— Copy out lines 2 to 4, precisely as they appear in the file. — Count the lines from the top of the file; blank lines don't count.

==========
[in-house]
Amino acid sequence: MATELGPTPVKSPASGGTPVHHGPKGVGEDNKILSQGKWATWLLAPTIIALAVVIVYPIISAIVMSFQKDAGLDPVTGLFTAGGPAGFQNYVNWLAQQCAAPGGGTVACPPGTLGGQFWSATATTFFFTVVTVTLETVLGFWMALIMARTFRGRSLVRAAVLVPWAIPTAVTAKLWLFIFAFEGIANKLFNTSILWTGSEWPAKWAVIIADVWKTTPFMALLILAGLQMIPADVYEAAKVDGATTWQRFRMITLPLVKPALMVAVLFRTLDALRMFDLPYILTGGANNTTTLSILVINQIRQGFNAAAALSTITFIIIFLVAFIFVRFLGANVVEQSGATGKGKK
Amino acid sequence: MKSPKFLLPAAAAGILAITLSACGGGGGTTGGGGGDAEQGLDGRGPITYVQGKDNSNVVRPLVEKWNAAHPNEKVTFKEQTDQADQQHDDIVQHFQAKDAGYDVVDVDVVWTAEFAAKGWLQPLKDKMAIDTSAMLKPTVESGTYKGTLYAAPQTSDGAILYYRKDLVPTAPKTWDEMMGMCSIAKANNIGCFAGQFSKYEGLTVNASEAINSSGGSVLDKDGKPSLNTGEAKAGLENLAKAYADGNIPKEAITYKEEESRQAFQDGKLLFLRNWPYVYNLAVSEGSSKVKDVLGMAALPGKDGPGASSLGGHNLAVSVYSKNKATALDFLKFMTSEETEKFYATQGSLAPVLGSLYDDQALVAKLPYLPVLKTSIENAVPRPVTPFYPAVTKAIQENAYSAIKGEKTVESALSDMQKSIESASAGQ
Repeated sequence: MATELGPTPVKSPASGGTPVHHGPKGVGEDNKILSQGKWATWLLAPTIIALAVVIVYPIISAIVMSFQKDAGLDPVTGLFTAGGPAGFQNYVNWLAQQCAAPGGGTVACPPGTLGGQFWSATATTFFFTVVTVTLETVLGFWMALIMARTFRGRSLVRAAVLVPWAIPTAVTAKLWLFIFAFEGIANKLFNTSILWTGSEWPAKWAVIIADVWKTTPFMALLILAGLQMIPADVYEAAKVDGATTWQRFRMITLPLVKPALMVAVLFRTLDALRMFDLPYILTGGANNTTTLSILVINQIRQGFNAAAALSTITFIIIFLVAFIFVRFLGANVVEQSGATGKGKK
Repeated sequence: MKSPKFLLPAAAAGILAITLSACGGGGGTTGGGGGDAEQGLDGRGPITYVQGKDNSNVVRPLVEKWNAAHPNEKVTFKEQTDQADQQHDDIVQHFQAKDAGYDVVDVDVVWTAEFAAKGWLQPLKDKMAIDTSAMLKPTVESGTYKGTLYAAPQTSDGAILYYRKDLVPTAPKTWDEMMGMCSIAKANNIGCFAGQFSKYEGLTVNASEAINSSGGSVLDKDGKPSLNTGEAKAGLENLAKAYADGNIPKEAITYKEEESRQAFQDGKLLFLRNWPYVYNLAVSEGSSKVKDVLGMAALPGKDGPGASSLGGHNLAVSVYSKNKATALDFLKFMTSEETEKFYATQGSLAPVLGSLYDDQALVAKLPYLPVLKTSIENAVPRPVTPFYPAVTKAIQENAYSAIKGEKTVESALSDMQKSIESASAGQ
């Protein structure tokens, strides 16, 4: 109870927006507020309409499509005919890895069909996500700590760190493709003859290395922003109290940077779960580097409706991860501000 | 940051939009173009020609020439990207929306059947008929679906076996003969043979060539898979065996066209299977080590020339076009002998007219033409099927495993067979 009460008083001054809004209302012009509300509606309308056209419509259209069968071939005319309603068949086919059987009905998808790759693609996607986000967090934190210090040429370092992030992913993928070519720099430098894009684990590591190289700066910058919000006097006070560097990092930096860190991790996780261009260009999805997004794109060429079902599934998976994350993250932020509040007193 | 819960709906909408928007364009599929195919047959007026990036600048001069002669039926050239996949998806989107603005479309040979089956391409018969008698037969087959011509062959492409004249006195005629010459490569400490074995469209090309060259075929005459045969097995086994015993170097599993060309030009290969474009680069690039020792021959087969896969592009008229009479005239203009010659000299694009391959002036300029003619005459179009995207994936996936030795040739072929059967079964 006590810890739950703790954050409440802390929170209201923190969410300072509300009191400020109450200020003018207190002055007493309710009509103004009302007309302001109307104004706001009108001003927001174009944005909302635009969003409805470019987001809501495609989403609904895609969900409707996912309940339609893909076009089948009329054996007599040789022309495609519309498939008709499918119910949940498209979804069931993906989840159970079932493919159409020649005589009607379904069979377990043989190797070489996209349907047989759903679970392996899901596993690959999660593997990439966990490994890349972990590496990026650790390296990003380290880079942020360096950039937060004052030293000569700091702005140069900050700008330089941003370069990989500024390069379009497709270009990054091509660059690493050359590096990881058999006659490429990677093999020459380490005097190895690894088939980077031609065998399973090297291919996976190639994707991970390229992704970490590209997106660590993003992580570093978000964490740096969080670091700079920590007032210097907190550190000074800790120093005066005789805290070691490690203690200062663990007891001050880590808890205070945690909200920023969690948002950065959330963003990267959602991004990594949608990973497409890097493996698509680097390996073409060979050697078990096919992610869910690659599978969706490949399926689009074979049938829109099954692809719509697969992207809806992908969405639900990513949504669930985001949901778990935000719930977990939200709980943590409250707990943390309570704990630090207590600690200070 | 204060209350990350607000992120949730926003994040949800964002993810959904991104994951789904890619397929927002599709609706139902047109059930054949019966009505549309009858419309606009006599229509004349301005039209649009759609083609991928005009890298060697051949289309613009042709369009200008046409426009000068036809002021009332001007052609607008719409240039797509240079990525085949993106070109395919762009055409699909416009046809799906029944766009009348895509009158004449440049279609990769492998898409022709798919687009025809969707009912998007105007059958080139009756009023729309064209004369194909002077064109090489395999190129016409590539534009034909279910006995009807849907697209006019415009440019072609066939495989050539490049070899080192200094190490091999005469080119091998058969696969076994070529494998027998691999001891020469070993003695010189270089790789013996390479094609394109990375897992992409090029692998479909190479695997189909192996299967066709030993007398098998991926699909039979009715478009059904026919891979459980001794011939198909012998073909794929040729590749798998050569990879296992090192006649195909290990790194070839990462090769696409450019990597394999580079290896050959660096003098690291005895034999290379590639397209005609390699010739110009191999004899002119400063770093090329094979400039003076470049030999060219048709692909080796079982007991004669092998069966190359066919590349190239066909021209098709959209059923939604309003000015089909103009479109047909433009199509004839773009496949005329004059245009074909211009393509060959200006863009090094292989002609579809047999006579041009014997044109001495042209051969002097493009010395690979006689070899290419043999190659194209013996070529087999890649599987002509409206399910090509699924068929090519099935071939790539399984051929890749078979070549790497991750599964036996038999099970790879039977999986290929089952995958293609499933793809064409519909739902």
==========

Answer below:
Amino acid sequence: MATELGPTPVKSPASGGTPVHHGPKGVGEDNKILSQGKWATWLLAPTIIALAVVIVYPIISAIVMSFQKDAGLDPVTGLFTAGGPAGFQNYVNWLAQQCAAPGGGTVACPPGTLGGQFWSATATTFFFTVVTVTLETVLGFWMALIMARTFRGRSLVRAAVLVPWAIPTAVTAKLWLFIFAFEGIANKLFNTSILWTGSEWPAKWAVIIADVWKTTPFMALLILAGLQMIPADVYEAAKVDGATTWQRFRMITLPLVKPALMVAVLFRTLDALRMFDLPYILTGGANNTTTLSILVINQIRQGFNAAAALSTITFIIIFLVAFIFVRFLGANVVEQSGATGKGKK
Amino acid sequence: MKSPKFLLPAAAAGILAITLSACGGGGGTTGGGGGDAEQGLDGRGPITYVQGKDNSNVVRPLVEKWNAAHPNEKVTFKEQTDQADQQHDDIVQHFQAKDAGYDVVDVDVVWTAEFAAKGWLQPLKDKMAIDTSAMLKPTVESGTYKGTLYAAPQTSDGAILYYRKDLVPTAPKTWDEMMGMCSIAKANNIGCFAGQFSKYEGLTVNASEAINSSGGSVLDKDGKPSLNTGEAKAGLENLAKAYADGNIPKEAITYKEEESRQAFQDGKLLFLRNWPYVYNLAVSEGSSKVKDVLGMAALPGKDGPGASSLGGHNLAVSVYSKNKATALDFLKFMTSEETEKFYATQGSLAPVLGSLYDDQALVAKLPYLPVLKTSIENAVPRPVTPFYPAVTKAIQENAYSAIKGEKTVESALSDMQKSIESASAGQ
Repeated sequence: MATELGPTPVKSPASGGTPVHHGPKGVGEDNKILSQGKWATWLLAPTIIALAVVIVYPIISAIVMSFQKDAGLDPVTGLFTAGGPAGFQNYVNWLAQQCAAPGGGTVACPPGTLGGQFWSATATTFFFTVVTVTLETVLGFWMALIMARTFRGRSLVRAAVLVPWAIPTAVTAKLWLFIFAFEGIANKLFNTSILWTGSEWPAKWAVIIADVWKTTPFMALLILAGLQMIPADVYEAAKVDGATTWQRFRMITLPLVKPALMVAVLFRTLDALRMFDLPYILTGGANNTTTLSILVINQIRQGFNAAAALSTITFIIIFLVAFIFVRFLGANVVEQSGATGKGKK